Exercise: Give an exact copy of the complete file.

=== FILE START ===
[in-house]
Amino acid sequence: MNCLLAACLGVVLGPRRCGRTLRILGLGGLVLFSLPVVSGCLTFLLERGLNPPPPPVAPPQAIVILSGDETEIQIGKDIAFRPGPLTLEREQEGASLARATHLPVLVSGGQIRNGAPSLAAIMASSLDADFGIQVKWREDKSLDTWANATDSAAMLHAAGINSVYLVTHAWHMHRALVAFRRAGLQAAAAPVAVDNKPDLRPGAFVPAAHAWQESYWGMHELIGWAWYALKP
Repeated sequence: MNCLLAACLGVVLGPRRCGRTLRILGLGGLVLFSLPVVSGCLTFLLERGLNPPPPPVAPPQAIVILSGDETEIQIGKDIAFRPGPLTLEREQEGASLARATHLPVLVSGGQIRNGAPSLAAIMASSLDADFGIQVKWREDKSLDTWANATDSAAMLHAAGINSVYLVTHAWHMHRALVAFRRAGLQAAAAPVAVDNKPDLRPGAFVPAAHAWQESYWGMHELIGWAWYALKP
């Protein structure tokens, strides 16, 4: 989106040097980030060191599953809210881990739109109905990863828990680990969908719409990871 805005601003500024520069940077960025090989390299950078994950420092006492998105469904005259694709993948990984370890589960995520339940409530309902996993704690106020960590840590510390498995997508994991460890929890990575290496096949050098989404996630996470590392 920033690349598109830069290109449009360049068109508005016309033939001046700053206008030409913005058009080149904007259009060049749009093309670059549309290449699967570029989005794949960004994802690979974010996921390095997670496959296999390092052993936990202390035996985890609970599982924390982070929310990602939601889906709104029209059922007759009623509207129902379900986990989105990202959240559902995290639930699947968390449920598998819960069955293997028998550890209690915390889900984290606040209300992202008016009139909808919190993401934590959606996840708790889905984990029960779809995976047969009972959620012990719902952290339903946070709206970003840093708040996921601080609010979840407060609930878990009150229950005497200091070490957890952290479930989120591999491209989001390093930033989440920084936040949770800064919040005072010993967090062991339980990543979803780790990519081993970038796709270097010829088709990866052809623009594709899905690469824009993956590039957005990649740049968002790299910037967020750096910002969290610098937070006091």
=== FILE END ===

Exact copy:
[in-house]
Amino acid sequence: MNCLLAACLGVVLGPRRCGRTLRILGLGGLVLFSLPVVSGCLTFLLERGLNPPPPPVAPPQAIVILSGDETEIQIGKDIAFRPGPLTLEREQEGASLARATHLPVLVSGGQIRNGAPSLAAIMASSLDADFGIQVKWREDKSLDTWANATDSAAMLHAAGINSVYLVTHAWHMHRALVAFRRAGLQAAAAPVAVDNKPDLRPGAFVPAAHAWQESYWGMHELIGWAWYALKP
Repeated sequence: MNCLLAACLGVVLGPRRCGRTLRILGLGGLVLFSLPVVSGCLTFLLERGLNPPPPPVAPPQAIVILSGDETEIQIGKDIAFRPGPLTLEREQEGASLARATHLPVLVSGGQIRNGAPSLAAIMASSLDADFGIQVKWREDKSLDTWANATDSAAMLHAAGINSVYLVTHAWHMHRALVAFRRAGLQAAAAPVAVDNKPDLRPGAFVPAAHAWQESYWGMHELIGWAWYALKP
């Protein structure tokens, strides 16, 4: 989106040097980030060191599953809210881990739109109905990863828990680990969908719409990871 805005601003500024520069940077960025090989390299950078994950420092006492998105469904005259694709993948990984370890589960995520339940409530309902996993704690106020960590840590510390498995997508994991460890929890990575290496096949050098989404996630996470590392 920033690349598109830069290109449009360049068109508005016309033939001046700053206008030409913005058009080149904007259009060049749009093309670059549309290449699967570029989005794949960004994802690979974010996921390095997670496959296999390092052993936990202390035996985890609970599982924390982070929310990602939601889906709104029209059922007759009623509207129902379900986990989105990202959240559902995290639930699947968390449920598998819960069955293997028998550890209690915390889900984290606040209300992202008016009139909808919190993401934590959606996840708790889905984990029960779809995976047969009972959620012990719902952290339903946070709206970003840093708040996921601080609010979840407060609930878990009150229950005497200091070490957890952290479930989120591999491209989001390093930033989440920084936040949770800064919040005072010993967090062991339980990543979803780790990519081993970038796709270097010829088709990866052809623009594709899905690469824009993956590039957005990649740049968002790299910037967020750096910002969290610098937070006091």